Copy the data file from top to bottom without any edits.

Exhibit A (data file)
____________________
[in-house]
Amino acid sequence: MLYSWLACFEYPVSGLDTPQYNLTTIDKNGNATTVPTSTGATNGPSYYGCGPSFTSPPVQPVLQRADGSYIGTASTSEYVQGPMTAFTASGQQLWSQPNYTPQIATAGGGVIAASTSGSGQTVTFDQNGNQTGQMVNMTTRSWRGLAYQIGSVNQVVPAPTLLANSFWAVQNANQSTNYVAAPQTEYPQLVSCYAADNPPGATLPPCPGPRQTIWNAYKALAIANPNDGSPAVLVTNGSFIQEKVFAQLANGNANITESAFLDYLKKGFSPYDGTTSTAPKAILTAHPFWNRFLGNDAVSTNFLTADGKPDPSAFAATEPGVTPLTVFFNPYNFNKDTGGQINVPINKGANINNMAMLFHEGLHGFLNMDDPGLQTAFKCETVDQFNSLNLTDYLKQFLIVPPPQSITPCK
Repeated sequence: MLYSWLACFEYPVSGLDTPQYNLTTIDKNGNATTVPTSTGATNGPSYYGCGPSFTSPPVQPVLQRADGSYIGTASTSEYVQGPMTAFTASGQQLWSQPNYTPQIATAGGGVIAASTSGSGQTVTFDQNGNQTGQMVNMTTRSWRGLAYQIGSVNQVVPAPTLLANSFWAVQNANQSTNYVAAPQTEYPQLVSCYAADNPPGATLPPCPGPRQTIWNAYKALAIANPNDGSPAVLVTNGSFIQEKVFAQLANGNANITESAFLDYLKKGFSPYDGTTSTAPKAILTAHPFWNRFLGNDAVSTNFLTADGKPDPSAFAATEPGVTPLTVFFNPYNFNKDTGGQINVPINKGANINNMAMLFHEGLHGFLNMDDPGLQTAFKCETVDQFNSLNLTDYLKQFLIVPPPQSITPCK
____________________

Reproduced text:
[in-house]
Amino acid sequence: MLYSWLACFEYPVSGLDTPQYNLTTIDKNGNATTVPTSTGATNGPSYYGCGPSFTSPPVQPVLQRADGSYIGTASTSEYVQGPMTAFTASGQQLWSQPNYTPQIATAGGGVIAASTSGSGQTVTFDQNGNQTGQMVNMTTRSWRGLAYQIGSVNQVVPAPTLLANSFWAVQNANQSTNYVAAPQTEYPQLVSCYAADNPPGATLPPCPGPRQTIWNAYKALAIANPNDGSPAVLVTNGSFIQEKVFAQLANGNANITESAFLDYLKKGFSPYDGTTSTAPKAILTAHPFWNRFLGNDAVSTNFLTADGKPDPSAFAATEPGVTPLTVFFNPYNFNKDTGGQINVPINKGANINNMAMLFHEGLHGFLNMDDPGLQTAFKCETVDQFNSLNLTDYLKQFLIVPPPQSITPCK
Repeated sequence: MLYSWLACFEYPVSGLDTPQYNLTTIDKNGNATTVPTSTGATNGPSYYGCGPSFTSPPVQPVLQRADGSYIGTASTSEYVQGPMTAFTASGQQLWSQPNYTPQIATAGGGVIAASTSGSGQTVTFDQNGNQTGQMVNMTTRSWRGLAYQIGSVNQVVPAPTLLANSFWAVQNANQSTNYVAAPQTEYPQLVSCYAADNPPGATLPPCPGPRQTIWNAYKALAIANPNDGSPAVLVTNGSFIQEKVFAQLANGNANITESAFLDYLKKGFSPYDGTTSTAPKAILTAHPFWNRFLGNDAVSTNFLTADGKPDPSAFAATEPGVTPLTVFFNPYNFNKDTGGQINVPINKGANINNMAMLFHEGLHGFLNMDDPGLQTAFKCETVDQFNSLNLTDYLKQFLIVPPPQSITPCK